People with dementia deserve higher standards of communication.
Dementia headlines are often misleading, but it's not only journalists who are to blame.
Motor symptoms of Parkinson’s include tremors, stiffness and slowness or loss of spontaneous movement.
Parkinson’s disease is the second-most-prevalent neurodegenerative condition in Australia, with an estimated 70,000 living with the disease. But what do we know about the causes and risk factors?
Expanding the definitions of disease can cause a cascade of overtesting and overtreatment.
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The creation of new “pre-conditions” is turning millions of people into patients across the globe.
Psychogenic fugue – when you can’t remember anything from your past.
People lose their memory in many different ways. A neuropsychologist explains the lingo.
Ageing by Shutterstock
Getting old isn't what it used to be.
Will Smith as Dr Bennet Omalu.
Once the stuff of tweeting birds and rolling cartoon eyes, bumps on the head are now linked to dementia. Will Smith's latest movie tells how sports authorities tried to cover it up.
Blue-green algae blooms are increasing in size and frequency as global temperatures rise.
For the first time, researchers have shown that feeding vervet monkeys a toxin produced by blue-green algae resulted in protein deposits in the brain, consistent with those seen in human Alzheimer's.
Anthocyanins, which provide the red, blue and purple pigments, may help protect against cognitive decline.
As well as being a favourite seasonal fruit, a bioactive compound found in cherries is showing promising effects for brain health.
Robin Williams' recent death put the condition in the spotlight.
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Everyone has heard of Alzheimer's, but little-known DLB affects millions worldwide.
Use it or lose it.
The headlines The Telegraph: Alzheimer’s disease: Online brain training “improves daily lives of over-60s” Daily Mail: The quiz that makes over-60s better cooks: Computer brain games ‘stave off mental…
The UK's palliative care is excellent - but that hasn't prevented scandals like the Liverpool Care Pathway and Mid-staffs.
Globally, there are 47 million people living with dementia with an increase of over 20% in the caseload year on year.
As we mark World Alzheimer's Day, research shows that tackling non-communicable diseases such as diabetes and hypertension could reduce the caseload.
Surveys of children revealed they don’t like being lied to about the degenerative condition.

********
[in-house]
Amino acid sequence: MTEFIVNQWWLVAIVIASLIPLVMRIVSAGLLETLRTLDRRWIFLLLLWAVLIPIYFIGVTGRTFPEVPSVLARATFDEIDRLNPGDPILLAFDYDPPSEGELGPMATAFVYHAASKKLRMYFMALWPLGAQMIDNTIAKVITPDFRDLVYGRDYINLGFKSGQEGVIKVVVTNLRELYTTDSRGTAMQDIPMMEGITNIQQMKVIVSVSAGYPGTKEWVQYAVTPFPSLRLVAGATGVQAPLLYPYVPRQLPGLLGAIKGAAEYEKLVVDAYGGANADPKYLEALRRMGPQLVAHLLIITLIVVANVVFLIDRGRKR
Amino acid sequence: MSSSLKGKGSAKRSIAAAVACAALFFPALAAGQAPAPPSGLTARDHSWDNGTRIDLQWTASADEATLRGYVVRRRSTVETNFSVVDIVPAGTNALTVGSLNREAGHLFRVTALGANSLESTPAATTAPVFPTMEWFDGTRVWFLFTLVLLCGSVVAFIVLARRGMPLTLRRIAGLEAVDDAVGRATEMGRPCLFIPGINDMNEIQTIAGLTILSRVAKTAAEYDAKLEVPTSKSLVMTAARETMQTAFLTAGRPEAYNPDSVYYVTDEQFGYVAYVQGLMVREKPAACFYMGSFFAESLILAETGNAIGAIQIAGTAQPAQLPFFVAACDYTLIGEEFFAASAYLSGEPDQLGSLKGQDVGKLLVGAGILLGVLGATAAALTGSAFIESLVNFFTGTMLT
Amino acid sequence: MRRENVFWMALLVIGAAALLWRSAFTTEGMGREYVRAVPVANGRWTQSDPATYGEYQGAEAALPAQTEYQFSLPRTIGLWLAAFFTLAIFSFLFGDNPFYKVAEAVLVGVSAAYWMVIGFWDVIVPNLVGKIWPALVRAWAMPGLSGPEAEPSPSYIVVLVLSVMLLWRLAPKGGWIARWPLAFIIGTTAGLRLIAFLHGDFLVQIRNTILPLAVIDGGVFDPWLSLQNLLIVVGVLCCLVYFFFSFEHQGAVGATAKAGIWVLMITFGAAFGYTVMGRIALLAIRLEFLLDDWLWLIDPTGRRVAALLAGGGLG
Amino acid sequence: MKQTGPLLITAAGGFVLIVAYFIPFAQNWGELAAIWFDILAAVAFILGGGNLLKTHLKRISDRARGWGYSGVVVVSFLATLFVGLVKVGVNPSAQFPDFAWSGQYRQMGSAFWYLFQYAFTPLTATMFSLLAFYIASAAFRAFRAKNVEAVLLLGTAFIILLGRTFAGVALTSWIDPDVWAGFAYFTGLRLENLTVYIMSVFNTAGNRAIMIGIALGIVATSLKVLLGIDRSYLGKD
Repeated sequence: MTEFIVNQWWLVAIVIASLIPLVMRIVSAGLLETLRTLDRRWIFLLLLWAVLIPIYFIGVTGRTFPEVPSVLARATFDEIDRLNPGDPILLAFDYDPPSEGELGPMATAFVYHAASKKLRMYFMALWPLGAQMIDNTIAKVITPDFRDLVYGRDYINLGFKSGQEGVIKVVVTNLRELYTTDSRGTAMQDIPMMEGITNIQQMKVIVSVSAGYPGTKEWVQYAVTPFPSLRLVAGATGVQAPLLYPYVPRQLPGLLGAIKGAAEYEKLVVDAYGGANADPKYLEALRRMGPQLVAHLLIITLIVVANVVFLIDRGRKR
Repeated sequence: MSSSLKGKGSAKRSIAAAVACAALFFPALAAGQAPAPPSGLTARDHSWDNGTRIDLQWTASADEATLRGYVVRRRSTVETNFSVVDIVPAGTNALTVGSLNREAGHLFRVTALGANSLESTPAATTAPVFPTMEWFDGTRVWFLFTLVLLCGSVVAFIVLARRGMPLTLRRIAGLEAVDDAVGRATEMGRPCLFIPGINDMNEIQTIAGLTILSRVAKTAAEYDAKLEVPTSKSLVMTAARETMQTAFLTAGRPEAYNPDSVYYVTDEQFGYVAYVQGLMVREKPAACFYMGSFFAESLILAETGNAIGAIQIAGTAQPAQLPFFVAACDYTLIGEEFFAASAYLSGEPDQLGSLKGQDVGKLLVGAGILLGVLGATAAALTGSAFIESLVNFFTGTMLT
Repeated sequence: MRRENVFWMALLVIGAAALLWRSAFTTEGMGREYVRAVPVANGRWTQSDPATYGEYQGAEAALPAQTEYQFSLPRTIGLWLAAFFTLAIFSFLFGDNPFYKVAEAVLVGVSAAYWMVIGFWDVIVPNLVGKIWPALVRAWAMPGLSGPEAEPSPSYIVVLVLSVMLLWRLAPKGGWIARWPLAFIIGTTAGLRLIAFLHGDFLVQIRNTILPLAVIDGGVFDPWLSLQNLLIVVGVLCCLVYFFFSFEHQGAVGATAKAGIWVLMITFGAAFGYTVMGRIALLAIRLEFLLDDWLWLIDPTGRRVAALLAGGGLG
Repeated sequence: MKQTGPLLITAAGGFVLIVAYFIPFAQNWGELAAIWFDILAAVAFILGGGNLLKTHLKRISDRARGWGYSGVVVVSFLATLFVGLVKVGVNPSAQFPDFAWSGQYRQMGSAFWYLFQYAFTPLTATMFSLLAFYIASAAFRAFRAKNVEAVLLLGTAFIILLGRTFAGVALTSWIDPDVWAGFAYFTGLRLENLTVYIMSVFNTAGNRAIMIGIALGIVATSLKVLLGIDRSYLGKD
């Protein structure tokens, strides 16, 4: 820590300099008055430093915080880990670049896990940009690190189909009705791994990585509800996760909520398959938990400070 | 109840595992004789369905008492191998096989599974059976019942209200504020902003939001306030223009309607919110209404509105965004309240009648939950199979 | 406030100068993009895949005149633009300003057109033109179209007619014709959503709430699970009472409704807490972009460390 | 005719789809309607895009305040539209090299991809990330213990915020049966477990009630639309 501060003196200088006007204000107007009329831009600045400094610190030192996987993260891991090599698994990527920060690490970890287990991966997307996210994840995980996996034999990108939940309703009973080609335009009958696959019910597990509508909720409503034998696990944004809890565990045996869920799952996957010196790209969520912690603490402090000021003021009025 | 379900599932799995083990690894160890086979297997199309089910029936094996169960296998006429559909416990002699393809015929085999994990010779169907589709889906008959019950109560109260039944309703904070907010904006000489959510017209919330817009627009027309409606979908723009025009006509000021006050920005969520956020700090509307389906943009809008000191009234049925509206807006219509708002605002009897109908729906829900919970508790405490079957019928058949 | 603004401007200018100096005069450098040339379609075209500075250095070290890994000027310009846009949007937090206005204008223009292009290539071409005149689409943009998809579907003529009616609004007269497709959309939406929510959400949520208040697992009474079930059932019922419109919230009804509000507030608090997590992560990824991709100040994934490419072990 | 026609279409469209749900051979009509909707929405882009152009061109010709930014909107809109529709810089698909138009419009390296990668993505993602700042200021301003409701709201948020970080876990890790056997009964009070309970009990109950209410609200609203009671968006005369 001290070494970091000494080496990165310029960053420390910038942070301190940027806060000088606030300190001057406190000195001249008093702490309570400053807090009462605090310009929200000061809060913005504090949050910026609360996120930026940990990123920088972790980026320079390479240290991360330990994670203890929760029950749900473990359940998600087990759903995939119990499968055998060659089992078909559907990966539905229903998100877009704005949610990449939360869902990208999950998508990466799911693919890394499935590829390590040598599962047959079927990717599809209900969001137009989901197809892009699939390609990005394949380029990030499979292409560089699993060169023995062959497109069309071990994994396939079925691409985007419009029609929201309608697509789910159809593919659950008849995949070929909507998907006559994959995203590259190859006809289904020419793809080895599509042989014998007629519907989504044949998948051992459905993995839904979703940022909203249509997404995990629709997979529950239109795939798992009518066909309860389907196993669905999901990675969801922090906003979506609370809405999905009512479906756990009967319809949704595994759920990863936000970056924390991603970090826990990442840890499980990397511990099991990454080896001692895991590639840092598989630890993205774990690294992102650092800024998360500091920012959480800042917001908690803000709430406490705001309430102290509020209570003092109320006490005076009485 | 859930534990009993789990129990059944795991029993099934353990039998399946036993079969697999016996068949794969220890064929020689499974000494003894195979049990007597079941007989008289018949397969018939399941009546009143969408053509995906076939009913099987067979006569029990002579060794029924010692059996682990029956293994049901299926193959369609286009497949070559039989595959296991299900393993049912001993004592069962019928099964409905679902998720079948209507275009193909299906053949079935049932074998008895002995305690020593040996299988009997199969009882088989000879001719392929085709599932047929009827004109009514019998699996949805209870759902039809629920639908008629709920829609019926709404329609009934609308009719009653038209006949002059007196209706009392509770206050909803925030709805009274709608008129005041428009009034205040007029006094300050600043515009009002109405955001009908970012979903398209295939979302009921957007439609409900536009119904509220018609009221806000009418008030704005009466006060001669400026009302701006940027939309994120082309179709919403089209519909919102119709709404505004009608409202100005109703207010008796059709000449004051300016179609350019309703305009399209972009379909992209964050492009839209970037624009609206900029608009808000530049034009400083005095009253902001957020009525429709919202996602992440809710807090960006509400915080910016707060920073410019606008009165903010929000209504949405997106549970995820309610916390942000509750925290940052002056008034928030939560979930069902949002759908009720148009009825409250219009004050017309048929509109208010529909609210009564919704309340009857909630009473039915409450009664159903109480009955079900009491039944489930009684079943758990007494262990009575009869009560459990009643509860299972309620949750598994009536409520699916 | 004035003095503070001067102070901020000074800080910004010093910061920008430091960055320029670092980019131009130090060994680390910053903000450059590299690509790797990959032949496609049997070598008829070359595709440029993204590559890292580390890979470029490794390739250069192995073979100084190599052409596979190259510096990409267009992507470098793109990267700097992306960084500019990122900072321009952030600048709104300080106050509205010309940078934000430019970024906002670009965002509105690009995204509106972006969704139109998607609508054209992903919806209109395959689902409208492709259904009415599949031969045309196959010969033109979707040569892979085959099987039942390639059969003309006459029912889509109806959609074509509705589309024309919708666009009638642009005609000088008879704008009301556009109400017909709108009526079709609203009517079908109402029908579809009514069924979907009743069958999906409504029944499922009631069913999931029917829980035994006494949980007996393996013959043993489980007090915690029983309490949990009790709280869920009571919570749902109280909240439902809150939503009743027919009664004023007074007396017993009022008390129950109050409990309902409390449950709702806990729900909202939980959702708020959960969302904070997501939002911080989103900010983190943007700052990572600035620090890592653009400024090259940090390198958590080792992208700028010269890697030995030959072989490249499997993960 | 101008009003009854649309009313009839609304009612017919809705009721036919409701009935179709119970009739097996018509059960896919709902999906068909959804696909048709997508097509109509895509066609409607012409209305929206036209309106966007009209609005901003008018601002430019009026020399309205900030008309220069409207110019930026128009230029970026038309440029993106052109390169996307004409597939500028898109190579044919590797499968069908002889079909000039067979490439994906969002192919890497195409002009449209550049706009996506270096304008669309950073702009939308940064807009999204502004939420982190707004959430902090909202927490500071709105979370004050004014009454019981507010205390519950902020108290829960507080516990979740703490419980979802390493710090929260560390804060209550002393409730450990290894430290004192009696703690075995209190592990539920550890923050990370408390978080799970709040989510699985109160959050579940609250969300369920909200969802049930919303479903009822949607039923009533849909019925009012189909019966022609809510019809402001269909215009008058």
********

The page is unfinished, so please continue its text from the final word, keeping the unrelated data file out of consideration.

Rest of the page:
With 900,000 Australians expected to be living with dementia by 2050, these are the types of questions more and more children will be asking as they come to know someone living with dementia.
Knitting and neuroscience have more in common than you might think.
Neural Knitworks, an event first staged for National Science Week in 2014, has since grown into an Australia-wide engagement project promoting connections between knitting and brain health.
‘A gran don’t come for free’
We've learned a lot about how music can help with pain and a score of other clinical problems. But with chronic pain affecting a quarter of us, it's an area that has received too little attention.
What can leggings and leotards teach us about about physics and neuroscience?
For a growing number of artists, academics, researchers and scientists, dance represents a promising new frontier of exploration. The annual DANscienCE festival shines a spotlight on their findings.
We’re more likely to recall memories and information we’ve used frequently rather than those obtained at a particular age.
People with dementia judge the passage of time differently, and can access remote memories from many decades ago while being unable to remember events of the past few hours.
The future may not be as bleak as we thought.
Five new European studies say dementia occurrence is stable or falling. Our panic may have been unnecessary.
Choice or not to live at home you may still need some sort of support.
Growing old by Shutterstock
It's no longer about taking dementia seriously, but doing something serious about it.
Alzheimers prevalence in the UK is forecast to more than double to 2m by 2051.
Although dementia has a major effect on both public health and society, first-time findings from Scotland show that we know much less about the condition than we should.